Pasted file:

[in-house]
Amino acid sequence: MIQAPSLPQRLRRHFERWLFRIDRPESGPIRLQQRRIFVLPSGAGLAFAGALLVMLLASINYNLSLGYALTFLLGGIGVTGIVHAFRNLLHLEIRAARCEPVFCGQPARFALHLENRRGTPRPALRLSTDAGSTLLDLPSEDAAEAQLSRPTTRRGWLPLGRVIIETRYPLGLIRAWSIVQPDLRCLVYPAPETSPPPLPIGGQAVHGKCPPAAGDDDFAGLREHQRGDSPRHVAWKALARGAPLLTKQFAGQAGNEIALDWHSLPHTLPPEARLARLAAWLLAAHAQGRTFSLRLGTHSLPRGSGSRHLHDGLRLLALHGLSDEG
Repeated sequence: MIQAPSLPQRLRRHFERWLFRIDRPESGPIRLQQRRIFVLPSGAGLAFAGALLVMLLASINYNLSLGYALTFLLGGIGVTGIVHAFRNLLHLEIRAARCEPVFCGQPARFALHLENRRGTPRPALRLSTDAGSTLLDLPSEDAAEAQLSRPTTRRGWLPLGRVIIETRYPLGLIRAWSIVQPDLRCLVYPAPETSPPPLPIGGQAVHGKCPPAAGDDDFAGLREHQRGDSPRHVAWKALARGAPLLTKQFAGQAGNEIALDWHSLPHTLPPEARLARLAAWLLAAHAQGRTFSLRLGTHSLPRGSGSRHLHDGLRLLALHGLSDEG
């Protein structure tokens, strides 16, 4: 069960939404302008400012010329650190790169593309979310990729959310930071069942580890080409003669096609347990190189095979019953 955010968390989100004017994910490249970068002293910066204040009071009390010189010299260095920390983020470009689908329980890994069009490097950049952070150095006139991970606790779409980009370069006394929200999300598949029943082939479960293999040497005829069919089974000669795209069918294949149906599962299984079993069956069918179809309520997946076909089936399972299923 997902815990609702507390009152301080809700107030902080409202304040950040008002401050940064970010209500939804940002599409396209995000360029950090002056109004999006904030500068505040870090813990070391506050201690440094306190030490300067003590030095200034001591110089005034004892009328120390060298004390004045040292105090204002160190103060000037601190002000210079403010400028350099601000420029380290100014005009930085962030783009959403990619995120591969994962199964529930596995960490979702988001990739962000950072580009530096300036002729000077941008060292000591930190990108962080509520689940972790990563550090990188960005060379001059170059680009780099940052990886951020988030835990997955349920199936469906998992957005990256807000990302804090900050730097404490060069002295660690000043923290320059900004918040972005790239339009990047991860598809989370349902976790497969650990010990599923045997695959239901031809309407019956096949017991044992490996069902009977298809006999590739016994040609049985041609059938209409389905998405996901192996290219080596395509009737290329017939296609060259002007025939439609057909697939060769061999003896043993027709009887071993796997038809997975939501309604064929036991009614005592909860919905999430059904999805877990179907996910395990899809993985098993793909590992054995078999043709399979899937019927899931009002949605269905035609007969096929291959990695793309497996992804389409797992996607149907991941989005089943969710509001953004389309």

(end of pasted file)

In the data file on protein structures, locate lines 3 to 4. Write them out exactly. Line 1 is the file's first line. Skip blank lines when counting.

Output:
Repeated sequence: MIQAPSLPQRLRRHFERWLFRIDRPESGPIRLQQRRIFVLPSGAGLAFAGALLVMLLASINYNLSLGYALTFLLGGIGVTGIVHAFRNLLHLEIRAARCEPVFCGQPARFALHLENRRGTPRPALRLSTDAGSTLLDLPSEDAAEAQLSRPTTRRGWLPLGRVIIETRYPLGLIRAWSIVQPDLRCLVYPAPETSPPPLPIGGQAVHGKCPPAAGDDDFAGLREHQRGDSPRHVAWKALARGAPLLTKQFAGQAGNEIALDWHSLPHTLPPEARLARLAAWLLAAHAQGRTFSLRLGTHSLPRGSGSRHLHDGLRLLALHGLSDEG
């Protein structure tokens, strides 16, 4: 069960939404302008400012010329650190790169593309979310990729959310930071069942580890080409003669096609347990190189095979019953 955010968390989100004017994910490249970068002293910066204040009071009390010189010299260095920390983020470009689908329980890994069009490097950049952070150095006139991970606790779409980009370069006394929200999300598949029943082939479960293999040497005829069919089974000669795209069918294949149906599962299984079993069956069918179809309520997946076909089936399972299923 997902815990609702507390009152301080809700107030902080409202304040950040008002401050940064970010209500939804940002599409396209995000360029950090002056109004999006904030500068505040870090813990070391506050201690440094306190030490300067003590030095200034001591110089005034004892009328120390060298004390004045040292105090204002160190103060000037601190002000210079403010400028350099601000420029380290100014005009930085962030783009959403990619995120591969994962199964529930596995960490979702988001990739962000950072580009530096300036002729000077941008060292000591930190990108962080509520689940972790990563550090990188960005060379001059170059680009780099940052990886951020988030835990997955349920199936469906998992957005990256807000990302804090900050730097404490060069002295660690000043923290320059900004918040972005790239339009990047991860598809989370349902976790497969650990010990599923045997695959239901031809309407019956096949017991044992490996069902009977298809006999590739016994040609049985041609059938209409389905998405996901192996290219080596395509009737290329017939296609060259002007025939439609057909697939060769061999003896043993027709009887071993796997038809997975939501309604064929036991009614005592909860919905999430059904999805877990179907996910395990899809993985098993793909590992054995078999043709399979899937019927899931009002949605269905035609007969096929291959990695793309497996992804389409797992996607149907991941989005089943969710509001953004389309």